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1000cc 8 Valves - 1922
The last of originality
Even the rare few who are not moved by the Harley legend have to show a flicker of emotion when they come face-to-face with the Milwaukee marque's famed eight"valver.
Harley's Last Great Leap Forward
Some will tell you that this was the last Harley worthy of attention, for it was also the last to make use of advanced technology! Just after WWI, with an annual production running at some 12,000 machines, Harley-Davidson passed Indian as the world's biggest manufacturer, and purists regard this bike as the last upsurge of originality.
Even then, Harley was not regarded as an innovator. Indian had experimented with a four-valve head in 1911, two years before Europe's first four-valvers came from Peugeot and Alcyon, and Harley's first venture into this field was not made until 1913. The British engineer Harry Ricardo, who had just created the immortal Triumph-Ricardo, assisted with the development of this experimental machine. Harley always preferred to let others do the pioneering for it. This cautious approach has ensured its survival. After the WWI, Indian and Harley four-valve singles and eight-valve twins battled for supremacy on American circuits. However, the technique had not been fully mastered and soon brute force, in the shape of side-valve V-twins, had taken over from the elegant eight-valvers. The multi-valve Indians and Harleys had deserted the racetracks by 1928 and been replaced by less adventurous designs. American bikes had begun the long years of technological caution.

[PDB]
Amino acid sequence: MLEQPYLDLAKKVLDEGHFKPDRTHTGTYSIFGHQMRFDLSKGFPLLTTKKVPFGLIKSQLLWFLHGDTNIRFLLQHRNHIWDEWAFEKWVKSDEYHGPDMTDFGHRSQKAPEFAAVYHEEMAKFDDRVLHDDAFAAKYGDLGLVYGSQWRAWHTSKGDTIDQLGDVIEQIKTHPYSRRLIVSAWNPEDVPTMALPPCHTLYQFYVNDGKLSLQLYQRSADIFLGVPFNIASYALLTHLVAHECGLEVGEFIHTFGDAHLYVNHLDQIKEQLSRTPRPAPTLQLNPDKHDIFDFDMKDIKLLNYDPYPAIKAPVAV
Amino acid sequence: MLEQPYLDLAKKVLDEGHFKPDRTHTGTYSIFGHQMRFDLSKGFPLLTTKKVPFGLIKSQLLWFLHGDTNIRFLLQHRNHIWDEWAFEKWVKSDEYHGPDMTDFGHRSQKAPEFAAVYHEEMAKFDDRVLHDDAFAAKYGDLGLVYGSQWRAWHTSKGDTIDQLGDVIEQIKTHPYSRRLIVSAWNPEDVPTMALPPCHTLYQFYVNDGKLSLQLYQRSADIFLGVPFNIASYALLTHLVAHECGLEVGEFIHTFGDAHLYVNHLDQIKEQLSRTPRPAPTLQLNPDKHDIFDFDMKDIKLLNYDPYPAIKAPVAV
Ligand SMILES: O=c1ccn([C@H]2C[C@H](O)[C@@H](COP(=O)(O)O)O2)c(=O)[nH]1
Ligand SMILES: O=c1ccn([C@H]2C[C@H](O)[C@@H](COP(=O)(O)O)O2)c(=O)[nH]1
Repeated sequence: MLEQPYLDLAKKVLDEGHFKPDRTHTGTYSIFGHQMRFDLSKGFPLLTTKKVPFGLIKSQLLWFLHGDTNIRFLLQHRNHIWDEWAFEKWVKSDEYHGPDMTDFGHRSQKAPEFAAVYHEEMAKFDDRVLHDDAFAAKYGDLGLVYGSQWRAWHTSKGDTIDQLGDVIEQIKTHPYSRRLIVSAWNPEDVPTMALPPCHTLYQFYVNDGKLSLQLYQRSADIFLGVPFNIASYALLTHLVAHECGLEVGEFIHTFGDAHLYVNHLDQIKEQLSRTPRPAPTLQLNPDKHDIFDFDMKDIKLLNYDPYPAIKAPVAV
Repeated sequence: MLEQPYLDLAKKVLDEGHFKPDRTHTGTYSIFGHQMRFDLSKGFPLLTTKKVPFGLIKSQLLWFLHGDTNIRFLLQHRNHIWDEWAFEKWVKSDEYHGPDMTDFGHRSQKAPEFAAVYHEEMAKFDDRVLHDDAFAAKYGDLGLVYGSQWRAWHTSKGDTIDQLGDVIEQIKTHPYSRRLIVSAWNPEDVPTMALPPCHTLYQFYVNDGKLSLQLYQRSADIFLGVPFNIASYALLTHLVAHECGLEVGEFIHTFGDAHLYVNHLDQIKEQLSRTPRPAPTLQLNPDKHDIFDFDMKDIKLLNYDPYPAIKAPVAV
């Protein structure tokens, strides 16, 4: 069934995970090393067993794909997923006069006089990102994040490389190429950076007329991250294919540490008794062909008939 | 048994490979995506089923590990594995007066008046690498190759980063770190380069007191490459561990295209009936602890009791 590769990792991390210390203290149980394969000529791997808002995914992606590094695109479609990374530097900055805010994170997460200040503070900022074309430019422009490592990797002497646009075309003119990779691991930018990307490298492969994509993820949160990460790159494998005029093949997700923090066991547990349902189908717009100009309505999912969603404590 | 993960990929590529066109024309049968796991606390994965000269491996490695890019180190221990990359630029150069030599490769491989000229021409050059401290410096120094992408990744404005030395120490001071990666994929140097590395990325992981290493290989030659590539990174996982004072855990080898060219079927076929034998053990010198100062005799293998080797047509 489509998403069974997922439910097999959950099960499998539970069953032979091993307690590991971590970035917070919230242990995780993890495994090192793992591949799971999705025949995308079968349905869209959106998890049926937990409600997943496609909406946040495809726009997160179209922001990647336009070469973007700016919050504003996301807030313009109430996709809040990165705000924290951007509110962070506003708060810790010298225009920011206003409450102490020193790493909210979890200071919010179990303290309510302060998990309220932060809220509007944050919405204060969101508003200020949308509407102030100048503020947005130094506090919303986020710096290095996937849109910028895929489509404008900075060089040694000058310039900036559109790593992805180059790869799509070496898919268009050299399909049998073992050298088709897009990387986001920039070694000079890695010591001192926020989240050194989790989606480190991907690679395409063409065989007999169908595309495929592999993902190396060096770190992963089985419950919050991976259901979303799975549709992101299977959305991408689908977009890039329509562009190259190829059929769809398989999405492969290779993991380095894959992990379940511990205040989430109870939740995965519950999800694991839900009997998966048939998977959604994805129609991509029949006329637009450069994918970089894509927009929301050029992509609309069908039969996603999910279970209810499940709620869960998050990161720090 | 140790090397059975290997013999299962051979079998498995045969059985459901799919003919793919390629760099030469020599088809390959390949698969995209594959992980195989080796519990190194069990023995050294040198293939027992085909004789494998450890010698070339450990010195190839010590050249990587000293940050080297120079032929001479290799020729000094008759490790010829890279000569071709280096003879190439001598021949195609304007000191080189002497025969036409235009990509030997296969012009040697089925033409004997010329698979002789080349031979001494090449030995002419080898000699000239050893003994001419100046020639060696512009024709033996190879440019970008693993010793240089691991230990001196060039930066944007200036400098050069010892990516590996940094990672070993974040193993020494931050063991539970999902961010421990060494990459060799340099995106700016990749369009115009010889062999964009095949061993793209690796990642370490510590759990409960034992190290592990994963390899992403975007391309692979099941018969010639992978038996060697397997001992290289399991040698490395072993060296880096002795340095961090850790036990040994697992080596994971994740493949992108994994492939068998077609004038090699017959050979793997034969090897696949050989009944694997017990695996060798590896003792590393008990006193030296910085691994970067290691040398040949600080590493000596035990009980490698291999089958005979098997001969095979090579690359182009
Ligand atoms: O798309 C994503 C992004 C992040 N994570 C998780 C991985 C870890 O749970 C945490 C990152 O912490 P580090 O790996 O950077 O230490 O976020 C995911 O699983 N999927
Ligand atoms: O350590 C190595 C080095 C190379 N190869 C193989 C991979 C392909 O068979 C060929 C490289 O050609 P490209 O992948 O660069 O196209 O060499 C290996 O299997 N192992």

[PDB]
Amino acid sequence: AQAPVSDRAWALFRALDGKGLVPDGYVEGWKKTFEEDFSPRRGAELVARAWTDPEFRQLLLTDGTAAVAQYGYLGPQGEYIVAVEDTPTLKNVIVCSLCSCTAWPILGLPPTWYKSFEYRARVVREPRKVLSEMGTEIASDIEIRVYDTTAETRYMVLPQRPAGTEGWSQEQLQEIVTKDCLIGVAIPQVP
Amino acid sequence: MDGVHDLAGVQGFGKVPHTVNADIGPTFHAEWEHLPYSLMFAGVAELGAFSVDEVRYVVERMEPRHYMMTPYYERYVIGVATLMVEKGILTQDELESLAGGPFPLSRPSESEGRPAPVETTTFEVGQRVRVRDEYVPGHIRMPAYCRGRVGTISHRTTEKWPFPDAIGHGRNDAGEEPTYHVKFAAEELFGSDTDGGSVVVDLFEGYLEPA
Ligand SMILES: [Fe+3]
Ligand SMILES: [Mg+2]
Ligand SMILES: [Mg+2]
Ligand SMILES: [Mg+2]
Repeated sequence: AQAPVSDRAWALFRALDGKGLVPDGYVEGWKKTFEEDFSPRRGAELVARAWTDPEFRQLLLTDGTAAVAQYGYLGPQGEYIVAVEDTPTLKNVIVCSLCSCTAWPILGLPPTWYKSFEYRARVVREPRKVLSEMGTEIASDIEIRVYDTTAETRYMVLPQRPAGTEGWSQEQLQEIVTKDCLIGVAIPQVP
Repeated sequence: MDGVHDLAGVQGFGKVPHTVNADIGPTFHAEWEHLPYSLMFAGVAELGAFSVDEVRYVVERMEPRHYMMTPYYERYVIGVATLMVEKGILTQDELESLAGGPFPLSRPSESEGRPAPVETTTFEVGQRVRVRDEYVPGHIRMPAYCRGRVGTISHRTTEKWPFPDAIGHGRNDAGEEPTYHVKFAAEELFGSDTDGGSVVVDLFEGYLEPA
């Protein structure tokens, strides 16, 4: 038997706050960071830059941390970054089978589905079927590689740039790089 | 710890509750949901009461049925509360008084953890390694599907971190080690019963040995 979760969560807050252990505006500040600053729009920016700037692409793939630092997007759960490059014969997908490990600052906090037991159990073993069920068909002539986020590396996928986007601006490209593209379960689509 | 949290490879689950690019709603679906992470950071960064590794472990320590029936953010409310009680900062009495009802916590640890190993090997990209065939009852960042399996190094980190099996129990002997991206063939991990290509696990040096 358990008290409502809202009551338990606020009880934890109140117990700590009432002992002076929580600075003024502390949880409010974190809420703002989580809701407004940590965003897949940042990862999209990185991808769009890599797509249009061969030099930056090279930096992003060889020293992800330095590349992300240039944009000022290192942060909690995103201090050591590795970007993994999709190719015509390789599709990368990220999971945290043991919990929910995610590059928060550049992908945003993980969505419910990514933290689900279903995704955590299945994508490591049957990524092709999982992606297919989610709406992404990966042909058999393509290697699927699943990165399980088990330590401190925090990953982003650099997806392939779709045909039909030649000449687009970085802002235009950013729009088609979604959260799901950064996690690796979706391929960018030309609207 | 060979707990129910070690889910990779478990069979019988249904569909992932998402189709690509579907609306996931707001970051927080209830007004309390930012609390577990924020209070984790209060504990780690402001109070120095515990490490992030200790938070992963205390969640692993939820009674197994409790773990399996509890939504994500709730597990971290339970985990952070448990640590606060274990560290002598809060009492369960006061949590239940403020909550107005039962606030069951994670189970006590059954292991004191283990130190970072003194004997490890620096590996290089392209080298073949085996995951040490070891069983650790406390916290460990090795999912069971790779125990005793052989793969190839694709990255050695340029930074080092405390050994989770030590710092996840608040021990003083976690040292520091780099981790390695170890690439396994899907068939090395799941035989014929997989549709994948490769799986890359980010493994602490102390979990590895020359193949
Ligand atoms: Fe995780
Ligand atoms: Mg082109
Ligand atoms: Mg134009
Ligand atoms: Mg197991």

Engine: 989cc (84x89 mm) air-cooled V-twin four-stroke
Power Rating: 45 hp @ 4500 rpm
Valves: four overhead per cylinder
Fuel System: carburetor
Transmission: 3-speed, chain final drive
Suspension: leading link (front); rigid (rear)
Wheels: 3.00x26 inch wire (front & rear)
Maximum Speed: 112 mph
Harley eight-valvers enjoyed racing success on both sides of the Atlantic; in England "Fiery Fred" Dixon fought notable duels on his Harley with the Indian twins on the Brooklands oval.